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For nearly 30 years, baseball fans believed Greg Maddux signed with the Atlanta Braves instead of the New York Yankees in 1992 because the rising National League powerhouse offered him a better chance of winning a title.

Maddux, a four-time NL Cy Young Award winner, has contributed to that mythos over the years. However, in 2022, the eight-time All-Star revealed the real reason why he spent over a decade hearing the Tomahawk Chop song instead of Frank Sinatra’s crooning.

Greg Maddux intended to sign with the New York Yankees in 1992 before a heart attack changed things

Every contending team wanted a piece of Maddux after he went 20-11 with a 2.18 ERA for the Chicago Cubs in 1992. That group naturally included the Yankees, who reportedly offered the reigning NL Cy Young winner a five-year contract worth roughly $37 million.

As Maddux explained on an episode of David Cone’s Toeing the Slab podcast, the story isn’t that simple. Yes, the National Baseball Hall of Fame pitcher visited the Yankees after the 1992 season, and, yes, he did intend to sign with the 22-time World Series champions.

However, Maddux revealed the organization never technically offered him a contract during his visit. 

“I’ve heard bits and pieces over the years, I don’t know who it was, but one of the higher-ups had a heart attack — and that’s why I wasn’t made an offer. Gene Michael was the GM at the time, [George] Steinbrenner was out of baseball … Whoever was calling the shots then, sorry, I don’t remember who it was, apparently had a heart attack, and that’s why I didn’t have a contract offer.”

Greg Maddux

Joe Molloy served as the Yankees’ managing general partner in 1992 before Steinbrenner returned from a ban in 1993. However, it is not known if Molloy had any health issues during that time.

Maddux boarded a plane without a contract. Upon landing in Chicago, he called Scott Boras, his agent. Boras relayed the news that the Atlanta Braves, Maddux’s previous No. 1 choice, offered him a contract.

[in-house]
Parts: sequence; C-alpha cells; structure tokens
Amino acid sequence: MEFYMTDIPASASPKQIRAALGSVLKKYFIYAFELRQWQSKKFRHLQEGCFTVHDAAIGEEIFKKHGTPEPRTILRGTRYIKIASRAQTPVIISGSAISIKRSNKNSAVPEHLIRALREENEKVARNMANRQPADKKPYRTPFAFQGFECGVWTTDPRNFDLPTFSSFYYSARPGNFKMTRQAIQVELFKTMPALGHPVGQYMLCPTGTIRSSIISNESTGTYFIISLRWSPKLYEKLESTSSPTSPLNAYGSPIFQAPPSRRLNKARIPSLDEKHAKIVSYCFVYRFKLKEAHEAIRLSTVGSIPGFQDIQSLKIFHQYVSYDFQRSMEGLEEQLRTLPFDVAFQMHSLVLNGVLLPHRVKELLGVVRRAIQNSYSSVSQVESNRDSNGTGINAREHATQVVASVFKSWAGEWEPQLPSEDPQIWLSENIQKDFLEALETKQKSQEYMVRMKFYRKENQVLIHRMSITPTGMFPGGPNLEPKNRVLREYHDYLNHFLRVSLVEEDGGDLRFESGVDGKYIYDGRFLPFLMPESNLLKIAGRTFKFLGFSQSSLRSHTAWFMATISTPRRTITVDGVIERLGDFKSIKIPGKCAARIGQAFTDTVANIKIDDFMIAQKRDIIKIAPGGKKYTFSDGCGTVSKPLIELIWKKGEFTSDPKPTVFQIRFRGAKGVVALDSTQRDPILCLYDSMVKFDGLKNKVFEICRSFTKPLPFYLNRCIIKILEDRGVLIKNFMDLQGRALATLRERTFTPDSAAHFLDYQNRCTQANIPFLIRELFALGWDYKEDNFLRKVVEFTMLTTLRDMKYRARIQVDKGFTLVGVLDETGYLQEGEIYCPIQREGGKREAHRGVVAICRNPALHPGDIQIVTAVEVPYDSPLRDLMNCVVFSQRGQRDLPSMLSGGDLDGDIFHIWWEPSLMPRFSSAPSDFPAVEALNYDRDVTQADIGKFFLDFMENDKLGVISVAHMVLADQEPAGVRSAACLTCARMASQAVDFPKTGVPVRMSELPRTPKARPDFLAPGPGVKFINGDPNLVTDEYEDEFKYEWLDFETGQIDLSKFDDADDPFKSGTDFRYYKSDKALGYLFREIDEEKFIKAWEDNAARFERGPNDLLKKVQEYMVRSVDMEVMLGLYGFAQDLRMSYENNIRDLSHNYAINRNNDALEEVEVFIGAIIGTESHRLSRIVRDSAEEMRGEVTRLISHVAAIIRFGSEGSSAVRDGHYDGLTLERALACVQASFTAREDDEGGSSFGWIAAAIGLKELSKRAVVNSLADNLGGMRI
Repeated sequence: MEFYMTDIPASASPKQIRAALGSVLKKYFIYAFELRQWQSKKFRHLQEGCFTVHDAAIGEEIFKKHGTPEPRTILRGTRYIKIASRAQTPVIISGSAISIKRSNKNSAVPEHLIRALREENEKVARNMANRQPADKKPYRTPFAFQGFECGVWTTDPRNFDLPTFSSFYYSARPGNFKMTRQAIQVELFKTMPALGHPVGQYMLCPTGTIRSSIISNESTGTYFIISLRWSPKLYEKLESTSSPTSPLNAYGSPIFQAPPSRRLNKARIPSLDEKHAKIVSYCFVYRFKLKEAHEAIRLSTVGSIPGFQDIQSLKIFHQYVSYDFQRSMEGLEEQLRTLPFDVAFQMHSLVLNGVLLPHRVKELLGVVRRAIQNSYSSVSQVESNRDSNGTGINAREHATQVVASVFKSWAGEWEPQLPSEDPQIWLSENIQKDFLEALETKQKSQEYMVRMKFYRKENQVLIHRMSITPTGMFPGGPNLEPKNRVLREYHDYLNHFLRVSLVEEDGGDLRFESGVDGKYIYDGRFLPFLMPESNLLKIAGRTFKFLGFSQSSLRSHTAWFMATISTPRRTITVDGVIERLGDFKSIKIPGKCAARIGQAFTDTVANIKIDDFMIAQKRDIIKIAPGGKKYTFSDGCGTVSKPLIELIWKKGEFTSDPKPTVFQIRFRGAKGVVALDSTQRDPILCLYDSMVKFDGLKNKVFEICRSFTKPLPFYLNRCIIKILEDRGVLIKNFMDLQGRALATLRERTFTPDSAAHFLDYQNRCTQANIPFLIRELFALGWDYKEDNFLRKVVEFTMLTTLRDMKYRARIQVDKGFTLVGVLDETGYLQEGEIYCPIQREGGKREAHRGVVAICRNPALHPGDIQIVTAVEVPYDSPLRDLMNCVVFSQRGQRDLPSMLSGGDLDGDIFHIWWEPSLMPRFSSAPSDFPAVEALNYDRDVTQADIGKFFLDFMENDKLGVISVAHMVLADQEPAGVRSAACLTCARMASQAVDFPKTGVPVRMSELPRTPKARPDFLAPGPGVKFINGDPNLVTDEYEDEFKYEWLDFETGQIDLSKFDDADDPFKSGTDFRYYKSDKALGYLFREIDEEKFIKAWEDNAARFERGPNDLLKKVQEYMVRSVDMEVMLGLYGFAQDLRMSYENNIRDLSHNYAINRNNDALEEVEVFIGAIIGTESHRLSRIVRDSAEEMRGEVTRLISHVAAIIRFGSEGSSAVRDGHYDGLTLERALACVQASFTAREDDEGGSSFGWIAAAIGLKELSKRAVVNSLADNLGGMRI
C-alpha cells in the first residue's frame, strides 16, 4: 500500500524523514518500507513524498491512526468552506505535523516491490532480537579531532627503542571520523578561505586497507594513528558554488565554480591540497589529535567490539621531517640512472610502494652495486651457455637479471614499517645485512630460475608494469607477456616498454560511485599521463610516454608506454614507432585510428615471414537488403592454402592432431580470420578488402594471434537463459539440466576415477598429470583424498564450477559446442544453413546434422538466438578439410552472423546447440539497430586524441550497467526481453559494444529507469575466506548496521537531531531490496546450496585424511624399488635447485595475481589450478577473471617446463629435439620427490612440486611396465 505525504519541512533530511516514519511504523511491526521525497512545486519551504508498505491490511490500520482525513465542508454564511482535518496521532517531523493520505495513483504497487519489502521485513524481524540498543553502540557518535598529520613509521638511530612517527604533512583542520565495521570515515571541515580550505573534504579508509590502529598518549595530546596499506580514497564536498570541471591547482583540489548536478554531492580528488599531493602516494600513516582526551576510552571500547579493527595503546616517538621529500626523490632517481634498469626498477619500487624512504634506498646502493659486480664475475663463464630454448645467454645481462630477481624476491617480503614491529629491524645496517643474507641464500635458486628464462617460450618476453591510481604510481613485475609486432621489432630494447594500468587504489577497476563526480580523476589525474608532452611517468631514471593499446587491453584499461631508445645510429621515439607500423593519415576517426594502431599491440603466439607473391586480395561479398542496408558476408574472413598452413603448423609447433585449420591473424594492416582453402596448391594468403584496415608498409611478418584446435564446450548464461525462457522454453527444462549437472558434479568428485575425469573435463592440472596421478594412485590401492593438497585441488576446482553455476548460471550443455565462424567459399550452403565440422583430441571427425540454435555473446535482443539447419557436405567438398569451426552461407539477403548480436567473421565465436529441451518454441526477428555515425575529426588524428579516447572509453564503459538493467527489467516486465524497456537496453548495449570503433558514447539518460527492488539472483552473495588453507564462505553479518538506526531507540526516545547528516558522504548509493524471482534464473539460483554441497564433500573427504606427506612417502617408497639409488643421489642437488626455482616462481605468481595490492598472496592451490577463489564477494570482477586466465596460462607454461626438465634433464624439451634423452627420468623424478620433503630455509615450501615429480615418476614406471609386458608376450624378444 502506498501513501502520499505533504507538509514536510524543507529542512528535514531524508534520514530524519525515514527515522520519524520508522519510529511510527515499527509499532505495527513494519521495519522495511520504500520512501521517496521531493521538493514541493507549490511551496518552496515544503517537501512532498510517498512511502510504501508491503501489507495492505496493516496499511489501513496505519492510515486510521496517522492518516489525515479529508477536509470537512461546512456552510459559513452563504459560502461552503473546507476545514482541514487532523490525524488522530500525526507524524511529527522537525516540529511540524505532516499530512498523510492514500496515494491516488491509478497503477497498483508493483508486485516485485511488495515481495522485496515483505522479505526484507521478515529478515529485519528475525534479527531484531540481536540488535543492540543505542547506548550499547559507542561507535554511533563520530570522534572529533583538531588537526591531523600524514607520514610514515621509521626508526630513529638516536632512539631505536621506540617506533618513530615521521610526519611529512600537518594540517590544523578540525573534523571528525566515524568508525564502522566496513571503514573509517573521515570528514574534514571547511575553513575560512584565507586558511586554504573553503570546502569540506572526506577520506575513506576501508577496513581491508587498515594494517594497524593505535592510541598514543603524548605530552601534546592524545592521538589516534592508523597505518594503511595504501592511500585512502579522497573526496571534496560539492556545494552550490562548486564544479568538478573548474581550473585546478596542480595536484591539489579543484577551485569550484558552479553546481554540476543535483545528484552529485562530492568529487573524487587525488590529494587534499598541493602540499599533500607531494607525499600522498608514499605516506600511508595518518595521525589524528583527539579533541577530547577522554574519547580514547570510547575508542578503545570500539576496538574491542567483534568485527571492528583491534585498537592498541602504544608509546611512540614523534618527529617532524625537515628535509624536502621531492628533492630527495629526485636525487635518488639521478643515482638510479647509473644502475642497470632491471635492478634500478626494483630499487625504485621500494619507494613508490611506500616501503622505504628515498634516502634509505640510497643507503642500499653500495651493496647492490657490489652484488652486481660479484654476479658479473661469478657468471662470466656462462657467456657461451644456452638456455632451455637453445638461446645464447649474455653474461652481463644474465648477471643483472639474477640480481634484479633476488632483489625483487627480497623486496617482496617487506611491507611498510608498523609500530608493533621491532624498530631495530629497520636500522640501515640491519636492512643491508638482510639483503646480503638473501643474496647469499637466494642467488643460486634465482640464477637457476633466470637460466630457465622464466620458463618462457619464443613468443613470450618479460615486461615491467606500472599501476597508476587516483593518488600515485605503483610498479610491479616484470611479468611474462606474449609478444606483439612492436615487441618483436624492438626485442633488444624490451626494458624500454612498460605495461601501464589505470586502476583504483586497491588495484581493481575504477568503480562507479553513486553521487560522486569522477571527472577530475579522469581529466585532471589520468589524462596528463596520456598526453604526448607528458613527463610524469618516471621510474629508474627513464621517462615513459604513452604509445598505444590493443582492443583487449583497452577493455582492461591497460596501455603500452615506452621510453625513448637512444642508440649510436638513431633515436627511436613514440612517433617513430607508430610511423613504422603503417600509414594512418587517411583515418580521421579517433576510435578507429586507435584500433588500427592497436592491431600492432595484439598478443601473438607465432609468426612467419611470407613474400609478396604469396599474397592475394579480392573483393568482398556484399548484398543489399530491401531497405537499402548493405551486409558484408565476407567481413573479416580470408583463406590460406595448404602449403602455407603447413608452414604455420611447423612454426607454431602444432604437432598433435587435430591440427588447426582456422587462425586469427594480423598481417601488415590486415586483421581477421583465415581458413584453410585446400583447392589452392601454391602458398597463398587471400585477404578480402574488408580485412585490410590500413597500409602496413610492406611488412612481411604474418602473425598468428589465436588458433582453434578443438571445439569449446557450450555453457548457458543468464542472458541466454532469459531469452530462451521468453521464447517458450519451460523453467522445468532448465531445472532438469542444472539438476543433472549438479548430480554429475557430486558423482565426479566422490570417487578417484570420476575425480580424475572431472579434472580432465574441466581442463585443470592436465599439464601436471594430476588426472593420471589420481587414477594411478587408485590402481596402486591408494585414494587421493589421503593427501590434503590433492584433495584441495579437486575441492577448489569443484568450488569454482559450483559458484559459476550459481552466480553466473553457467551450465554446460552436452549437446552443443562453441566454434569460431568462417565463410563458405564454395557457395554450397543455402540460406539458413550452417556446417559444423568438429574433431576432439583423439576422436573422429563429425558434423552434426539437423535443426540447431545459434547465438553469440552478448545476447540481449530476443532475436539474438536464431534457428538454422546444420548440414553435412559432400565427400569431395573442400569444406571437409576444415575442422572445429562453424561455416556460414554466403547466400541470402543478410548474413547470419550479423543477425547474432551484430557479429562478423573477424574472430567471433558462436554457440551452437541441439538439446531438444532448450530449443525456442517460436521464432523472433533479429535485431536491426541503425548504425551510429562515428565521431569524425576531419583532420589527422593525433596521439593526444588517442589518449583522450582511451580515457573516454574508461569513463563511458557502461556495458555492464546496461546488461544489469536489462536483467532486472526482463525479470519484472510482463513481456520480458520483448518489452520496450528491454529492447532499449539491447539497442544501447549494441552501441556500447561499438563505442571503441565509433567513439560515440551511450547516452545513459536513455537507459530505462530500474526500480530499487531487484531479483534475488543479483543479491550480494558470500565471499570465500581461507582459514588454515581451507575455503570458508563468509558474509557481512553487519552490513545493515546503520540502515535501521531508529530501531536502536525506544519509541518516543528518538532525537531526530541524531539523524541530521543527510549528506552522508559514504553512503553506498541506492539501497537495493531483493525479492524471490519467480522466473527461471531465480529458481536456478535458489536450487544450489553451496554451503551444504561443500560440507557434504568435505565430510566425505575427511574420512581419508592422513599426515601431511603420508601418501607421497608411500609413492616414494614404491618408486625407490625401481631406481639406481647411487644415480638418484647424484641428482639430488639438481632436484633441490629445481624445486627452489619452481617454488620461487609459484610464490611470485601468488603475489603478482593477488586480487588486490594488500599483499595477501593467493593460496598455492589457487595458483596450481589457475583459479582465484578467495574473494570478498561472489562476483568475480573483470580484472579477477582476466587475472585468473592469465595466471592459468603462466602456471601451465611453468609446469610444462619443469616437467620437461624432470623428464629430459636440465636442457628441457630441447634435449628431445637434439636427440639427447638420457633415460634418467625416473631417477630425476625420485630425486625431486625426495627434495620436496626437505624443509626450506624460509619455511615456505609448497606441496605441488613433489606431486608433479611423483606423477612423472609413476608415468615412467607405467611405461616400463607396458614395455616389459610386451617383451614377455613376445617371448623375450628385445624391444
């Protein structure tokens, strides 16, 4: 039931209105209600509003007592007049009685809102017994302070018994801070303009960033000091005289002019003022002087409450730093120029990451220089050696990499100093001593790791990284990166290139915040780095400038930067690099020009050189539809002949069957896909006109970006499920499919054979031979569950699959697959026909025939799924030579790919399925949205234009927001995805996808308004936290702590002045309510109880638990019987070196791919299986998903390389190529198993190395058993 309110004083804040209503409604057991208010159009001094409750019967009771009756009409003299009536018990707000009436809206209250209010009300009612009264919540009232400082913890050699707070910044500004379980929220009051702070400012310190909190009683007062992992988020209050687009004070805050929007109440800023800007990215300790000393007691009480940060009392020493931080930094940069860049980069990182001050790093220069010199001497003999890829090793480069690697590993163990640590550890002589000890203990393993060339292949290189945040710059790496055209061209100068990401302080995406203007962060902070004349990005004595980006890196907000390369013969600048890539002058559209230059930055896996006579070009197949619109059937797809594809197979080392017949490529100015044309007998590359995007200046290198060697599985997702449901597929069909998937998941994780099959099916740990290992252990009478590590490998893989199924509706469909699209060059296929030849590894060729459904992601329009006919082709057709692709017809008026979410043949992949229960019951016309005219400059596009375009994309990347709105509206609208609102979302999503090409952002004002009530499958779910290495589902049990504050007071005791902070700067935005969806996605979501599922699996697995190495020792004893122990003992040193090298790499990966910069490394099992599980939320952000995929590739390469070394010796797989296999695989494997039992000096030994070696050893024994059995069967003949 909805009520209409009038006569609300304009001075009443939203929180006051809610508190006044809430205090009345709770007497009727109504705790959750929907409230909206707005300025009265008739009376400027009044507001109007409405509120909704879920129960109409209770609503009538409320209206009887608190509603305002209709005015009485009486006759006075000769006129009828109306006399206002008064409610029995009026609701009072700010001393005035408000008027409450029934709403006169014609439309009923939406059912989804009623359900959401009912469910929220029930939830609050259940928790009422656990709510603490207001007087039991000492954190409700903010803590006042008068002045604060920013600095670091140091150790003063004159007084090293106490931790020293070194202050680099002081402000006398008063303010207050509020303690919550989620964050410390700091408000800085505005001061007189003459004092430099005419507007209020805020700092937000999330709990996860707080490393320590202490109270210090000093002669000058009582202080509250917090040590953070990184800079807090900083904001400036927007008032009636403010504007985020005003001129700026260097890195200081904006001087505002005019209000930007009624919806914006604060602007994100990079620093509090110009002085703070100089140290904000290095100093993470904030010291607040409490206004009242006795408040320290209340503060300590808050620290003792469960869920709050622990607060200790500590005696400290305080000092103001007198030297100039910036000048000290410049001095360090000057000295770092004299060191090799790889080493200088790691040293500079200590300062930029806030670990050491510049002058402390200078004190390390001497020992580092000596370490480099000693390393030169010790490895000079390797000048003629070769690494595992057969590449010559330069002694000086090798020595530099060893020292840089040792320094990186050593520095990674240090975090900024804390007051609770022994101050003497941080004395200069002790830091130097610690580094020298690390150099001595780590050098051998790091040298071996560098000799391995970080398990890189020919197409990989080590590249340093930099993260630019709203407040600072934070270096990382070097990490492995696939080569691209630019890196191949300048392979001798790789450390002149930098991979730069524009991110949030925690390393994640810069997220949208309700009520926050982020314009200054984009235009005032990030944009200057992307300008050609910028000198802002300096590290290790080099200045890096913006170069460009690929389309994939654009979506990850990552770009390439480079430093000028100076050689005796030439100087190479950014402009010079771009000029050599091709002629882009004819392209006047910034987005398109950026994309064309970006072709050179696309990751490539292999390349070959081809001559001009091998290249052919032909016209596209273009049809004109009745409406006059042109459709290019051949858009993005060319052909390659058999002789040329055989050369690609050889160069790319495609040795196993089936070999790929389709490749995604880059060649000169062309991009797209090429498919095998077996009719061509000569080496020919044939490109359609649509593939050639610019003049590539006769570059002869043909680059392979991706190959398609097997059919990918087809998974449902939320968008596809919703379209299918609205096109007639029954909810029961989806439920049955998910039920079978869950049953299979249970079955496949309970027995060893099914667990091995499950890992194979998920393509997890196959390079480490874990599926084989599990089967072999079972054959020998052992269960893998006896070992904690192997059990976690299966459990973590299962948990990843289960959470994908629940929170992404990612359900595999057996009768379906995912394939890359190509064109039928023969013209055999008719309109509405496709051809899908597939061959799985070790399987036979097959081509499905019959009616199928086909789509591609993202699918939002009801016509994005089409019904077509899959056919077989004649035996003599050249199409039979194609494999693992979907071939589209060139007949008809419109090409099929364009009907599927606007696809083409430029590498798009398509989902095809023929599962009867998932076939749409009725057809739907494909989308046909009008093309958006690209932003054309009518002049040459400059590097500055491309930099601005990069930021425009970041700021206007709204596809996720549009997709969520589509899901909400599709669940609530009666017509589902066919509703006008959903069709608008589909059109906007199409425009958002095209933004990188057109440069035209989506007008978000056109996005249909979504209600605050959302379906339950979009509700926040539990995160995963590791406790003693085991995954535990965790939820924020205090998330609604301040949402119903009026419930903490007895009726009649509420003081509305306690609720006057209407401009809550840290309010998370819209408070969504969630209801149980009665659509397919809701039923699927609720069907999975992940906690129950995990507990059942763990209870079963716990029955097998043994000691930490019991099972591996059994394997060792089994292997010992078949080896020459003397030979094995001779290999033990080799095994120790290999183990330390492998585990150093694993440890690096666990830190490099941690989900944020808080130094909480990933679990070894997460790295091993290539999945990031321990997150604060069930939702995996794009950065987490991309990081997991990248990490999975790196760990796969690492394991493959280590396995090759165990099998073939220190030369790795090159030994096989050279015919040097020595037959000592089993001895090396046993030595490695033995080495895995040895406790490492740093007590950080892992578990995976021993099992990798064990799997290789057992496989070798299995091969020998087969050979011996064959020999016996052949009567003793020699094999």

“I told Scott, ‘do your Boras stuff,’ and I wanna play in Atlanta.” Maddux recalled, “[I hopped] on a plane and, three hours later, landed back in Vegas and had an offer from the Braves. I never officially received an offer from the Yankees.”

With Maddux out of the picture, the Yankees settled on Jimmy Key

With Maddux out of the picture, the Yankees at least ensured they added two-time All-Star pitcher Jimmy Key on a four-year, $17 million contract. Yankees fans were all too familiar with Key, who went 116-81 in nine seasons with the rival Toronto Blue Jays.

The crafty left-hander lived up to expectations in New York, totaling a 38-23 record with a 3.68 ERA and two All-Star nods from 1993-96. Although he missed most of the 1995 season with a rotator cuff injury, he returned to start 30 games a year later.

Key is perhaps best remembered among Yankees fans for stepping up in the 1996 playoffs, including pitching 5.1 innings of five-hit, one-run ball in Game 6 of the World Series.

Key’s opponent that night? A 30-year-old pitcher named Greg Maddux.

Greg Maddux played a memorable role in the Yankees’ next World Series win

From 1993-96, Maddux went 70-29 with a 2.11 ERA in 124 starts with the Atlanta Braves. He won a World Series ring with the Braves in 1995 and even threw a two-hitter in Game 1 that year. 

A year later, Maddux took the mound at Yankee Stadium in Game 6 of the 1996 World Series, hoping to keep the Braves’ title hopes alive. Yankees right fielder Paul O’Neill led the third inning off with a double and moved to third on second baseman Mariano Duncan’s groundout. With one out, Yankees catcher Joe Girardi not only drove O’Neill in with a deep fly ball to center field but made it all the way to third on a go-ahead triple. 

Yankees shortstop Derek Jeter and center fielder Bernie Williams added RBI singles later in the frame to give the Yankees a 3-0 lead. Key did his part, and the Yankees’ bullpen never relinquished the lead.

Later that night, Braves second baseman Mark Lemke’s popup settled in Yankees third baseman Charlie Hayes’ glove, and Sinatra’s crooning filled The House That Ruth Built. In the end, Maddux did help the Yankees end their title drought, but not in the way anyone hoped.

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